How to Grow Warm-Weather Plants in a North Florida Yard
Q: I’d like to give my yard a tropical look and feel, but I don’t know which plants will survive our North Florida winters. What do you suggest?
A: Florida is a very diverse state in its climate and plant life, as your question illustrates. Even within North Florida, the difference between USDA Zones 8 and 9 can be the difference between a light frost and a hard freeze. Proximity to the coast is another factor, because it gets colder inland than it does along the shore.
If you’re willing to dig up your tropical plants every fall and store them over our usually brief and mild winters in a greenhouse or other protective structure, you can add any tropical plants you desire to your landscape. And some people are willing to do that. For most of us, though, that’s more work than we care to commit to. Instead, we treat tropical plants like annuals, replacing them every spring. Or we plant one or two in large pots and haul the pots inside for the cold season. Decorative pots filled with Chinese hibiscus look great on a patio, and they’re relatively easy to stash in a corner of the garage for winter — or you could bring them indoors. Just make sure you give any plant you’re bringing inside a good rinse with the garden hose first, so you don’t bring any insects along.
Adding palm trees to your landscape is one way to create a tropical atmosphere quickly. The tall, swaying coconut palms of South Florida postcards won’t survive here, but there are plenty of other palms that will. The sabal palm (Sabal palmetto), also called the cabbage palm, is the state tree and does very well throughout North Florida and the Panhandle. It’s a native plant that can take salt, making it a good tree for coastal gardens.
Other palms to consider are Washington palm (Washingtonia robusta), also known as the Mexican fan palm and the petticoat palm; Windmill palm (Trachycarpus fortunei); Pindo palm (Butia capitata); and Lady palm (Rhapis excelsa). Most palms require sunlight, but Bamboo palm (Chamaedorea micrspadix) requires shade. Depending on the microclimates in your yard, you might be able to grow a Canary Island date palm (Phoenix canariensis), which requires sun and is hardy in Zone 9A and farther south.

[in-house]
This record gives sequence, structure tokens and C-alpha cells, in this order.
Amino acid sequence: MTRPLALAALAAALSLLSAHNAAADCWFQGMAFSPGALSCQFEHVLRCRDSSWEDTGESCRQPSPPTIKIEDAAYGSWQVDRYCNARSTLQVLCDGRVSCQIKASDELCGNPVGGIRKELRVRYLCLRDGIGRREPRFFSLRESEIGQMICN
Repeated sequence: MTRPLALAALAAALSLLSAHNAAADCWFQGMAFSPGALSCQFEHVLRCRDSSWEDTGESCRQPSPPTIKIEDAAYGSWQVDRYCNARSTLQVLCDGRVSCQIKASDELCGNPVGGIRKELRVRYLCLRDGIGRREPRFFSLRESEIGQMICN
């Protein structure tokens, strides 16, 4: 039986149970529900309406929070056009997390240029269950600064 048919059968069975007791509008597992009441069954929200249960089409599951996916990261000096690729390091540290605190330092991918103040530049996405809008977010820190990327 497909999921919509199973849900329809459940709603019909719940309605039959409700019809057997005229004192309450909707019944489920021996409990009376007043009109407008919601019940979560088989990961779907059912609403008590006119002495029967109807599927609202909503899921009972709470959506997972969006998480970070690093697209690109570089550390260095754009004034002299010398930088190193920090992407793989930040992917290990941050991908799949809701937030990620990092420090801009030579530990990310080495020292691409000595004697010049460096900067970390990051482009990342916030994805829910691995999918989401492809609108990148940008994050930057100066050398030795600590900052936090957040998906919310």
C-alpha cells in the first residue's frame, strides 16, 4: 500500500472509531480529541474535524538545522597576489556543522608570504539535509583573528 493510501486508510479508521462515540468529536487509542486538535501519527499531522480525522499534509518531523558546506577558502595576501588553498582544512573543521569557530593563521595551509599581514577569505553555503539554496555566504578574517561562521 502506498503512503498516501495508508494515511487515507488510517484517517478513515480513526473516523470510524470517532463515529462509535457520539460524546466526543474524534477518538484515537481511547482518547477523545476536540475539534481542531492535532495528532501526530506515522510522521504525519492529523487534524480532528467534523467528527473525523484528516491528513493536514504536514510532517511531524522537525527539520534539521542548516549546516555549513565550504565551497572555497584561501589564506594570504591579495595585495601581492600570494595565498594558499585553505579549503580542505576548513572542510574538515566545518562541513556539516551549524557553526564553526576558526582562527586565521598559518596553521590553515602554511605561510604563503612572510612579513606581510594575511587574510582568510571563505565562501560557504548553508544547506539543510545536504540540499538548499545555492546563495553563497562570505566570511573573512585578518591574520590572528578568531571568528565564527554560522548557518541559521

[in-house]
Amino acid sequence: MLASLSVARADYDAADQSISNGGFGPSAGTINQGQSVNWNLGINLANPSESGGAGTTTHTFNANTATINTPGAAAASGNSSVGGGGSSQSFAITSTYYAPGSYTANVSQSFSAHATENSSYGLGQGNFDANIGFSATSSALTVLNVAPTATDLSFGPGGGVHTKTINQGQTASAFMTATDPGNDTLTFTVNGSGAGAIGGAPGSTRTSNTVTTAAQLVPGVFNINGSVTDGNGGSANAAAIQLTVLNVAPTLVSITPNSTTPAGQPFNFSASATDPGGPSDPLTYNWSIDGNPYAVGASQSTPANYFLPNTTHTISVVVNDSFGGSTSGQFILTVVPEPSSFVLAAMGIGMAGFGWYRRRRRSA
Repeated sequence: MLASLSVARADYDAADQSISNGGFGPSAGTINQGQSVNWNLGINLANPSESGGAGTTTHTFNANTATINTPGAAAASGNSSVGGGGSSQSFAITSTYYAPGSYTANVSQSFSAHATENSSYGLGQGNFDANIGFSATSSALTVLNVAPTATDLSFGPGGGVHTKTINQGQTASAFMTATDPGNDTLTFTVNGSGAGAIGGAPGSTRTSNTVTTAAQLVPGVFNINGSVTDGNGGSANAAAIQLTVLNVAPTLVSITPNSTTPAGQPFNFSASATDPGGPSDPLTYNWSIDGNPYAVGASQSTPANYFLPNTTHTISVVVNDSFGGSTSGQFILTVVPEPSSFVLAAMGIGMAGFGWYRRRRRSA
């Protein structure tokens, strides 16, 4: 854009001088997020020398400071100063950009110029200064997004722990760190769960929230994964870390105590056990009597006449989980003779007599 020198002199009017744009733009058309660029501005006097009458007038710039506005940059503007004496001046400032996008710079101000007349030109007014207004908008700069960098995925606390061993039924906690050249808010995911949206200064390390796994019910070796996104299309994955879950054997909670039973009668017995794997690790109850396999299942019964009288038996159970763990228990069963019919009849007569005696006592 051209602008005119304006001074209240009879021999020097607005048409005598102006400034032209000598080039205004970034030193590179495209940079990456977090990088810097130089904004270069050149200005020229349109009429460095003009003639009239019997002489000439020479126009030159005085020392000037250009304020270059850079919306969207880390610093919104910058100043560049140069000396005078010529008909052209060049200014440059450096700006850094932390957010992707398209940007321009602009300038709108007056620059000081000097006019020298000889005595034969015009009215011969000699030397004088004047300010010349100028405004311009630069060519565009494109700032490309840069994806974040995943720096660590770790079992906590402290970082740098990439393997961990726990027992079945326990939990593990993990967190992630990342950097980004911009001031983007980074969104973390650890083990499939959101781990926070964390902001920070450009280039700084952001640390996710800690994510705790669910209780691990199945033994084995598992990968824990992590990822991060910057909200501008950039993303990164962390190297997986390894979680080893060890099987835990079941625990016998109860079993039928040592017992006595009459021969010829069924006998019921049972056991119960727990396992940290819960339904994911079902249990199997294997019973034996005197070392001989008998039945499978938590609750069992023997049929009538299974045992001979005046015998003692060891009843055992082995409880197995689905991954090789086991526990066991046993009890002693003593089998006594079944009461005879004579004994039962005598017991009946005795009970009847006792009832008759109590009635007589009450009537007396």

Most palm trees are fairly slow growing, so buy the largest tree you can afford, and be prepared to spend some money. An 8- to 10-foot palm can cost several hundred dollars.
Other trees to consider are loquats, also known as Japanese plum trees, and citrus trees. Loquats do fine in our area, but young citrus need to be protected the first two or three years they’re in the ground, even if they ultimately will be cold-hardy when established.
To give your yard a lush atmosphere, select green perennials such as giant split-leaf philodendron (Philodendron selloum), which needs to be in a protected area, and Swiss cheese plant (Monstera deliciosa), with its large rounded leaves punctuated by holes, hence its common name. Both are shade plants that will die back in winter but return in spring if heavily mulched. The same is true for most banana plants. Many people find the dead foliage of banana plants unappealing, but don’t cut it until new growth starts in spring, because it protects the plant. If you really hate the sight of the brown stalks, put it in an out-of-the-way location as a background plant.
Other tropical-looking perennials that do well in most North Florida yards are coontie (Zamia), elephant ears (Alocasia and Colocasia) and various plants commonly called gingers but are members of different botanical families. These include butterfly gingers (Hedychium spp.), peacock gingers (Kaempferia spp.) and shell ginger (Alpinia zerumbet), as well as culinary ginger (Zingiber officinale). Make sure you mulch your gingers well. Bouganvillea (Bouganvillea spp), the thorny tropical climbing vine with bountiful flowers, needs winter protection but if planted in the right spot, it will perform as a perennial.
Bird of Paradise (Strelitzia reginae) is a beautiful plant that adds color to a tropical yard, but you’ll have to bring it inside over the winter. Bird of Paradise can take temperatures in the upper 20s, but its flower buds will be killed.
Ti plant (Cordyline) and Croton (Croton linearis) provide lots of color, but neither can take a freeze. Both are fairly inexpensive, so treat them as annuals and replace each spring.
July and August in the Garden
- Taking care of the gardener is as important as taking care of the garden this time of year. Do garden and yard chores early in the morning to avoid the heat. Wear a hat, use sunscreen and drink lots of water to stay hydrated.
- Apply a final dose of fertilizer for the year to citrus trees. Fertilizing after August encourages new growth, which could be susceptible to early frosts and freezes in October.
- Cut back leggy growth on annuals such as impatiens and begonias to encourage bushy new growth; fertilize lightly.
- Pinch back chrysanthemums and other fall-blooming perennials.
- Remove suckers from tomato plants and plant in sterile potting soil. They should have established roots and be ready to transplant into the garden in September.
- Plant broccoli, collards, turnips and other fall crops in late August.
©2013 PostScript Publishing, all rights reserved. Audrey Post is a certified Advanced Master Gardener volunteer with the University of Florida/IFAS Extension in Leon County. Email her at Questions@MsGrowItAll.com or visit her website at msgrowitall.com. Ms. Grow-It-All® is a registered trademark of PostScript Publishing.